Fauna & Flora International (FFI) began working in Liberia in 1997 and we played a crucial role, together with our partners, in re-establishing operations in the country’s oldest protected area – Sapo National Park – after years of civil conflict.
Drawing on this work in Sapo, we have since worked closely with our partners to help identify and prioritise sites for a protected area network across Liberia and establish the foundations for sustainable forest and environmental management.
We are also working extensively to improve collaboration between local, national, regional and private stakeholders across various sectors and national boundaries to reduce threats to biodiversity from subsistence pressures, oil palm operations and large-scale mining operations.
Recognising the value of Liberian forests for carbon storage, biodiversity conservation and community well-being, we are also playing a lead role in the development of REDD+ project sites in the country.
Community involvement in decision making is central to strengthening forest management and governance in a post-conflict Liberia, and we have supported a range of activities to ensure that communities within and surrounding East Nimba Nature Reserve, Wonegizi and Wologizi Proposed Protected Areas, and Sapo National Park are properly supported to engage in protected area management and conservation.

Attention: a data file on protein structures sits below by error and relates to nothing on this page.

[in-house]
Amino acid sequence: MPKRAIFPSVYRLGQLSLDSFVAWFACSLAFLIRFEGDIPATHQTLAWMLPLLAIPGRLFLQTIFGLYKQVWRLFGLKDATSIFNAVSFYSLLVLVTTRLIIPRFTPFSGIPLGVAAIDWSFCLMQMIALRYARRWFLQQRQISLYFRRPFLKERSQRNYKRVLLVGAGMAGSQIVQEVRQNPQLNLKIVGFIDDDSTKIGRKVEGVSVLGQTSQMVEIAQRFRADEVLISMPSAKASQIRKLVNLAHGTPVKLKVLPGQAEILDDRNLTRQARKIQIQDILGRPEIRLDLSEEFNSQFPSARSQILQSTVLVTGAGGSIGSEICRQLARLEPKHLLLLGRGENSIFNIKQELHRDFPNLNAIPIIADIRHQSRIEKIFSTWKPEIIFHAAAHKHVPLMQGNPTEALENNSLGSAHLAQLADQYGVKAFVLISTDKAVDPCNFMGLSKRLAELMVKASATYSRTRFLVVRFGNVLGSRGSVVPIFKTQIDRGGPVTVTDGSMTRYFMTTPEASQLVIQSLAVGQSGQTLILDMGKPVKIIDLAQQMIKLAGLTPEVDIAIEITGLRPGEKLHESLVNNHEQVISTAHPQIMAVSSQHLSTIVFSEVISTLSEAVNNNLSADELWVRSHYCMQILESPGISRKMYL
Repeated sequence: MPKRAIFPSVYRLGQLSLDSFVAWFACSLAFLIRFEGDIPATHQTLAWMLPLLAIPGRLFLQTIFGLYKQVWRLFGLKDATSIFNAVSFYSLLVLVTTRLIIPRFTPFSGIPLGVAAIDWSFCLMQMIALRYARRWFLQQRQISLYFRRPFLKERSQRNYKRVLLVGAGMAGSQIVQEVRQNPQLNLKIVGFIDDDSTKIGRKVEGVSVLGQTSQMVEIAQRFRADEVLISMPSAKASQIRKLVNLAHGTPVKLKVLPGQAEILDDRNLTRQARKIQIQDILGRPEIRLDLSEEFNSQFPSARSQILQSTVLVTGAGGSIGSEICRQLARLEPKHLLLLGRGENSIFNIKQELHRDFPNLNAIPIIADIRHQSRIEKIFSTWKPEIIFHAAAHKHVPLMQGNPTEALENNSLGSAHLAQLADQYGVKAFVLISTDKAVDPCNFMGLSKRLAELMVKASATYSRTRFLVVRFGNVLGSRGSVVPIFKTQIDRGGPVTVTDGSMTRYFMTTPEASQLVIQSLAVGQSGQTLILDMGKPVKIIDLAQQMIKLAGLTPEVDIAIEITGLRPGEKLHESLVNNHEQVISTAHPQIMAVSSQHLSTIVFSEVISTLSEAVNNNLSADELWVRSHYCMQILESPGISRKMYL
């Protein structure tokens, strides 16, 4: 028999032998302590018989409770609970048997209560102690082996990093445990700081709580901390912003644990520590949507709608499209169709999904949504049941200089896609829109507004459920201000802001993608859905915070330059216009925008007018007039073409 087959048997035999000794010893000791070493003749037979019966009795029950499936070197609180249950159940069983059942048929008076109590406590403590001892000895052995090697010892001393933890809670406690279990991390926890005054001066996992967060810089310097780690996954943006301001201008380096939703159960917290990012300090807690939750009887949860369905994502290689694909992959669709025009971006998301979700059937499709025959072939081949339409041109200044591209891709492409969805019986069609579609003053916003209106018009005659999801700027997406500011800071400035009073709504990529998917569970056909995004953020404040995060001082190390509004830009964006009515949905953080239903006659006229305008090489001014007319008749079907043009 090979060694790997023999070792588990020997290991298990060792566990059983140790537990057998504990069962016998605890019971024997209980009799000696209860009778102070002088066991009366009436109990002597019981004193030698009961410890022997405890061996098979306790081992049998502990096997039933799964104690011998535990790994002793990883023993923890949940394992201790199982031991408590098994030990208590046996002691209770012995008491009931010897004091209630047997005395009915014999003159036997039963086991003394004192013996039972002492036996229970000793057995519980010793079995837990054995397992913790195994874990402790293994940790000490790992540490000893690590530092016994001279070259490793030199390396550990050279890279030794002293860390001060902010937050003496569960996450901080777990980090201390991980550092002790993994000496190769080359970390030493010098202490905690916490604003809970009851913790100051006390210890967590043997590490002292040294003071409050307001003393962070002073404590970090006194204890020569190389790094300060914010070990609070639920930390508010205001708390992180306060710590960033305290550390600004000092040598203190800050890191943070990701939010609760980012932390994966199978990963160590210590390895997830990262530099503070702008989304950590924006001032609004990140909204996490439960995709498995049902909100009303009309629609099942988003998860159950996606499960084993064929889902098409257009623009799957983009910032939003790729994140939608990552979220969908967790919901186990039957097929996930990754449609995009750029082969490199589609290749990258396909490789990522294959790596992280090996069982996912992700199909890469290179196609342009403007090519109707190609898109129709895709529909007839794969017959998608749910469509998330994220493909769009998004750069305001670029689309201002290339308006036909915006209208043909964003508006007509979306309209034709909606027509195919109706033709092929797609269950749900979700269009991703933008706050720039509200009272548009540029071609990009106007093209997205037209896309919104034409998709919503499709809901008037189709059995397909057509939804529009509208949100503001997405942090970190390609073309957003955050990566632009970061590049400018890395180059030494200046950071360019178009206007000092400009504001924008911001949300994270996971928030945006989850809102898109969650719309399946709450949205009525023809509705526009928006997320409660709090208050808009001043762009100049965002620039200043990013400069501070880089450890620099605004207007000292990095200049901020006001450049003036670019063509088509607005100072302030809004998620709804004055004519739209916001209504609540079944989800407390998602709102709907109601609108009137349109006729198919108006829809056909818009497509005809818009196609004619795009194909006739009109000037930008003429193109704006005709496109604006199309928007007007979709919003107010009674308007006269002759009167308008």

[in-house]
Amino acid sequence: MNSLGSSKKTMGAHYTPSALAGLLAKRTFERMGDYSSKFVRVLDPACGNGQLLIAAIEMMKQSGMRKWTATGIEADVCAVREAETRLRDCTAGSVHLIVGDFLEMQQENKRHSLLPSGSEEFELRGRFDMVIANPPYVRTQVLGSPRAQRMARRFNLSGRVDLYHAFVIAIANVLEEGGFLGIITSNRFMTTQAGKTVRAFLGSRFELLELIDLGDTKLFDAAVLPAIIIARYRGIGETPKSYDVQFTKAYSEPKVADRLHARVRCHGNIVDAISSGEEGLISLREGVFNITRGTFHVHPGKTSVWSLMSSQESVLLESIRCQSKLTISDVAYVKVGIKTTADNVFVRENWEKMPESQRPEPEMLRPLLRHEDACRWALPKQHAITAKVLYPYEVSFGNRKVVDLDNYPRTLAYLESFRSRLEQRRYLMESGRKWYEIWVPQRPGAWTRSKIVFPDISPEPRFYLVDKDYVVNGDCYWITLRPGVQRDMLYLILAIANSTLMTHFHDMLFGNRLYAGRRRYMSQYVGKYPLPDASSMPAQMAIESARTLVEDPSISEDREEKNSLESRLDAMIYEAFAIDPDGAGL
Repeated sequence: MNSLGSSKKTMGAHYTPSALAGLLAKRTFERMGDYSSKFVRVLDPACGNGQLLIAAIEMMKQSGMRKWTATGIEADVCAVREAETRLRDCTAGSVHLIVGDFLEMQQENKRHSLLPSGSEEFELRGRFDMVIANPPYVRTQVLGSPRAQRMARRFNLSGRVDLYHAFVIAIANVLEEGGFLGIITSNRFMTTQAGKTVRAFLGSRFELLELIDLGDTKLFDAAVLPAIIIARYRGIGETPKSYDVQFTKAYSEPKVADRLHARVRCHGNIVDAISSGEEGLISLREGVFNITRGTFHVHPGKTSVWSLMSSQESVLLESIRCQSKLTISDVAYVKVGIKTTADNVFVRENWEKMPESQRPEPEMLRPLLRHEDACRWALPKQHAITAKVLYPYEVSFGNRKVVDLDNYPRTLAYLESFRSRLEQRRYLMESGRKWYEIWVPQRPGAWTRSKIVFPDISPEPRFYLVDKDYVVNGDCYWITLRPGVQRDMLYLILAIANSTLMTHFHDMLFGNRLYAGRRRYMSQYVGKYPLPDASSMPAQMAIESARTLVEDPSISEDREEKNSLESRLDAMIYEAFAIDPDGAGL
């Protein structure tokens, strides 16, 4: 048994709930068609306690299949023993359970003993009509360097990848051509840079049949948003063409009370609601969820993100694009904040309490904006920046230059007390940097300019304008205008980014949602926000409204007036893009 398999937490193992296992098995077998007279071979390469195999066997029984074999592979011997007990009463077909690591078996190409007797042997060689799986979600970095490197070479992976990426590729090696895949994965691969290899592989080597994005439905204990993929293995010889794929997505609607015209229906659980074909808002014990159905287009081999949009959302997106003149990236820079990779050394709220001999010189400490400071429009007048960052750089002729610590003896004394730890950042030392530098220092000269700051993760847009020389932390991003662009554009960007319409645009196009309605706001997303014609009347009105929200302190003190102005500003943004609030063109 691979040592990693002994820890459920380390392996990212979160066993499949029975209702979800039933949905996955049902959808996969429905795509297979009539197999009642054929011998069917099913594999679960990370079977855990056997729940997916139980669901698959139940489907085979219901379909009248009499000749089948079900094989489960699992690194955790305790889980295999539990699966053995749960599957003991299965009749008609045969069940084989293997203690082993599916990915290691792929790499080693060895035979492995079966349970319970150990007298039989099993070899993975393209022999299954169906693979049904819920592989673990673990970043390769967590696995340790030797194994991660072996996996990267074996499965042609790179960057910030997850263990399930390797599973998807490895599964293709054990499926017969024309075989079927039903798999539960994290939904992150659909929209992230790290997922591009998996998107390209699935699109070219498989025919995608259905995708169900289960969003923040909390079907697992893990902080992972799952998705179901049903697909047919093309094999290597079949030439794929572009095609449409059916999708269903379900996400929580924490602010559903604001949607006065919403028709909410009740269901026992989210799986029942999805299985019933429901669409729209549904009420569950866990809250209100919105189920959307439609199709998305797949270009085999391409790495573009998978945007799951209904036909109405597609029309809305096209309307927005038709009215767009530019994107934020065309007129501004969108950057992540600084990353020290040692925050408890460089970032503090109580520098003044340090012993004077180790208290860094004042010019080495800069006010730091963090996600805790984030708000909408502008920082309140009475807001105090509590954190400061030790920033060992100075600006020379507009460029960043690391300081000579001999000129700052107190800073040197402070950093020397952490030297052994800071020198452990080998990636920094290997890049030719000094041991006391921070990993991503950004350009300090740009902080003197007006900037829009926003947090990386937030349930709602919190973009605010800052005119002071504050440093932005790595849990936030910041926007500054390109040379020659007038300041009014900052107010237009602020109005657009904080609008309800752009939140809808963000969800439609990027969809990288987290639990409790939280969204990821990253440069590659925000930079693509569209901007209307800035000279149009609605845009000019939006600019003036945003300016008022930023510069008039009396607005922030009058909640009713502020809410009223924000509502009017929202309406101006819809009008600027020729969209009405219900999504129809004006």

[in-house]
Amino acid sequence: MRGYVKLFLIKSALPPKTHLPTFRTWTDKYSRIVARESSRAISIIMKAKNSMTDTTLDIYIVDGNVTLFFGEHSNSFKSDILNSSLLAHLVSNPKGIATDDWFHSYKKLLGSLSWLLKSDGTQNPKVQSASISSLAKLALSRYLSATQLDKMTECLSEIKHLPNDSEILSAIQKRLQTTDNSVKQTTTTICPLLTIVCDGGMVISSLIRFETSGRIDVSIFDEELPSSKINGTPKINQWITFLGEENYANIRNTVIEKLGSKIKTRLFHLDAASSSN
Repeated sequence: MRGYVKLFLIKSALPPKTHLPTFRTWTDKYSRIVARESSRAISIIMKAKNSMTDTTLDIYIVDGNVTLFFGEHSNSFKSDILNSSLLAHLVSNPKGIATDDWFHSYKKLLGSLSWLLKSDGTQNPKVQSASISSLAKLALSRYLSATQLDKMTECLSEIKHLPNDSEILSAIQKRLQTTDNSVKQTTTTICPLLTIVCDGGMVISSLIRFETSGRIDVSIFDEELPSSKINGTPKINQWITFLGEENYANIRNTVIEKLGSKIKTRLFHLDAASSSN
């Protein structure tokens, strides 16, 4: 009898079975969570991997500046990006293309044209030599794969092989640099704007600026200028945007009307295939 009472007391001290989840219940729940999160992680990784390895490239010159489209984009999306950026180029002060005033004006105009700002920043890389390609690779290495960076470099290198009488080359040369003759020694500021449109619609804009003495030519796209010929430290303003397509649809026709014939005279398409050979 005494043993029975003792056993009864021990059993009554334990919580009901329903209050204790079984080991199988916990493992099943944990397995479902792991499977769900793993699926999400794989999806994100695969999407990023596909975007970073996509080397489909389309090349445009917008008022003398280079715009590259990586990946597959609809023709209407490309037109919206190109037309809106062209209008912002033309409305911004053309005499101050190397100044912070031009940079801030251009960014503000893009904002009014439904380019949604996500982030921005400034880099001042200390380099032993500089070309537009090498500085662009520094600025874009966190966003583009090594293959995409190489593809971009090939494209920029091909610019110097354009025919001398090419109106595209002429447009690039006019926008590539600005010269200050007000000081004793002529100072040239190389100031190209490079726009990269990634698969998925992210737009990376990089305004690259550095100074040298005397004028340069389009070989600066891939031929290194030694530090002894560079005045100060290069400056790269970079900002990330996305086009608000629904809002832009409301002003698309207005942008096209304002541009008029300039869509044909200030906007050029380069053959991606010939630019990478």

FFI is also supporting Liberia’s up-and-coming conservationists by helping to build conservation capacity at a national level – something that is currently limited due to a lack of practical and academic training opportunities. FFI is tackling these challenges by developing appropriate infrastructure and training courses, including university-level teaching as well as practical skills training such as biomonitoring, and conservation management skills such as proposal writing and grant management.